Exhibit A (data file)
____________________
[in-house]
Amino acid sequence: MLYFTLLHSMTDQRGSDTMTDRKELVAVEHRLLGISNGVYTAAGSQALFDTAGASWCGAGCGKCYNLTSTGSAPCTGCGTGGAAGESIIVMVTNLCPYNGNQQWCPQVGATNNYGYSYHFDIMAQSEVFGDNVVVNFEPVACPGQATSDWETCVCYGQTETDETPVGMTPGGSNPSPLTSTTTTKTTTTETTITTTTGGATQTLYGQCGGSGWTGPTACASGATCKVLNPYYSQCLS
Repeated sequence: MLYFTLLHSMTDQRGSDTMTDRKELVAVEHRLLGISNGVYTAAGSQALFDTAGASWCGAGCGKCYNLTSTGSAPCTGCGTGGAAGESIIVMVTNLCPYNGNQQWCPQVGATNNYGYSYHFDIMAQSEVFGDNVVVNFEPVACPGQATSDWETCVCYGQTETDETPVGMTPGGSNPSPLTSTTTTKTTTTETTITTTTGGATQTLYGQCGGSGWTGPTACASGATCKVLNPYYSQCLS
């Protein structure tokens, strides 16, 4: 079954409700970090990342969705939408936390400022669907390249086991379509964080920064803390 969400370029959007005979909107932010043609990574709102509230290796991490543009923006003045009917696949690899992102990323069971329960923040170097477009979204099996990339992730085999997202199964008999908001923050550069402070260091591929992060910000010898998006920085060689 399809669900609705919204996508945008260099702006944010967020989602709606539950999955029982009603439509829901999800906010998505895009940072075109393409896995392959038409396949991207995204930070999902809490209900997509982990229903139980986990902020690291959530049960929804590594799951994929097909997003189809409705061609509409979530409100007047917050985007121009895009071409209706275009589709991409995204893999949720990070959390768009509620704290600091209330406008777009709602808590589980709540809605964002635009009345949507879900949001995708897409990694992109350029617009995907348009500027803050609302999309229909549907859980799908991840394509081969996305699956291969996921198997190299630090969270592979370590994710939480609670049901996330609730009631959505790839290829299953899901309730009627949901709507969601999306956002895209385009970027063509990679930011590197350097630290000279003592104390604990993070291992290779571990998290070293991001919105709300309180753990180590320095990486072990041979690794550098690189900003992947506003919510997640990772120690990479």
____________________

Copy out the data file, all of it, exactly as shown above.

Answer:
[in-house]
Amino acid sequence: MLYFTLLHSMTDQRGSDTMTDRKELVAVEHRLLGISNGVYTAAGSQALFDTAGASWCGAGCGKCYNLTSTGSAPCTGCGTGGAAGESIIVMVTNLCPYNGNQQWCPQVGATNNYGYSYHFDIMAQSEVFGDNVVVNFEPVACPGQATSDWETCVCYGQTETDETPVGMTPGGSNPSPLTSTTTTKTTTTETTITTTTGGATQTLYGQCGGSGWTGPTACASGATCKVLNPYYSQCLS
Repeated sequence: MLYFTLLHSMTDQRGSDTMTDRKELVAVEHRLLGISNGVYTAAGSQALFDTAGASWCGAGCGKCYNLTSTGSAPCTGCGTGGAAGESIIVMVTNLCPYNGNQQWCPQVGATNNYGYSYHFDIMAQSEVFGDNVVVNFEPVACPGQATSDWETCVCYGQTETDETPVGMTPGGSNPSPLTSTTTTKTTTTETTITTTTGGATQTLYGQCGGSGWTGPTACASGATCKVLNPYYSQCLS
């Protein structure tokens, strides 16, 4: 079954409700970090990342969705939408936390400022669907390249086991379509964080920064803390 969400370029959007005979909107932010043609990574709102509230290796991490543009923006003045009917696949690899992102990323069971329960923040170097477009979204099996990339992730085999997202199964008999908001923050550069402070260091591929992060910000010898998006920085060689 399809669900609705919204996508945008260099702006944010967020989602709606539950999955029982009603439509829901999800906010998505895009940072075109393409896995392959038409396949991207995204930070999902809490209900997509982990229903139980986990902020690291959530049960929804590594799951994929097909997003189809409705061609509409979530409100007047917050985007121009895009071409209706275009589709991409995204893999949720990070959390768009509620704290600091209330406008777009709602808590589980709540809605964002635009009345949507879900949001995708897409990694992109350029617009995907348009500027803050609302999309229909549907859980799908991840394509081969996305699956291969996921198997190299630090969270592979370590994710939480609670049901996330609730009631959505790839290829299953899901309730009627949901709507969601999306956002895209385009970027063509990679930011590197350097630290000279003592104390604990993070291992290779571990998290070293991001919105709300309180753990180590320095990486072990041979690794550098690189900003992947506003919510997640990772120690990479």